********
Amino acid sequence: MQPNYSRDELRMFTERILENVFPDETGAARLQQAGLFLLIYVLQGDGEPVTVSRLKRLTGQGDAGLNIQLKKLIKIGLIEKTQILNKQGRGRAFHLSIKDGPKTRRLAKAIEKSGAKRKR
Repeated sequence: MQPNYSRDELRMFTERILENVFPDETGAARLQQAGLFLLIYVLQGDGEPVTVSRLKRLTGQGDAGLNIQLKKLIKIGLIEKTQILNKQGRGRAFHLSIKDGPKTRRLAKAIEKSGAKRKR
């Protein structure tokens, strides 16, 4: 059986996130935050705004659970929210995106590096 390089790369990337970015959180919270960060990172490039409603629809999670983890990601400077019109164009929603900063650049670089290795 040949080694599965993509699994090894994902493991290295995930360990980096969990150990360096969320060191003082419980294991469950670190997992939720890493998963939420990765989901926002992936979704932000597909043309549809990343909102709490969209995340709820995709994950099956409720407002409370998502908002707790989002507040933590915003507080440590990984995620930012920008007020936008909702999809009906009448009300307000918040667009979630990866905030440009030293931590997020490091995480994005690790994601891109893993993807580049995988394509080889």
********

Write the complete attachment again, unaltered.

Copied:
Amino acid sequence: MQPNYSRDELRMFTERILENVFPDETGAARLQQAGLFLLIYVLQGDGEPVTVSRLKRLTGQGDAGLNIQLKKLIKIGLIEKTQILNKQGRGRAFHLSIKDGPKTRRLAKAIEKSGAKRKR
Repeated sequence: MQPNYSRDELRMFTERILENVFPDETGAARLQQAGLFLLIYVLQGDGEPVTVSRLKRLTGQGDAGLNIQLKKLIKIGLIEKTQILNKQGRGRAFHLSIKDGPKTRRLAKAIEKSGAKRKR
């Protein structure tokens, strides 16, 4: 059986996130935050705004659970929210995106590096 390089790369990337970015959180919270960060990172490039409603629809999670983890990601400077019109164009929603900063650049670089290795 040949080694599965993509699994090894994902493991290295995930360990980096969990150990360096969320060191003082419980294991469950670190997992939720890493998963939420990765989901926002992936979704932000597909043309549809990343909102709490969209995340709820995709994950099956409720407002409370998502908002707790989002507040933590915003507080440590990984995620930012920008007020936008909702999809009906009448009300307000918040667009979630990866905030440009030293931590997020490091995480994005690790994601891109893993993807580049995988394509080889």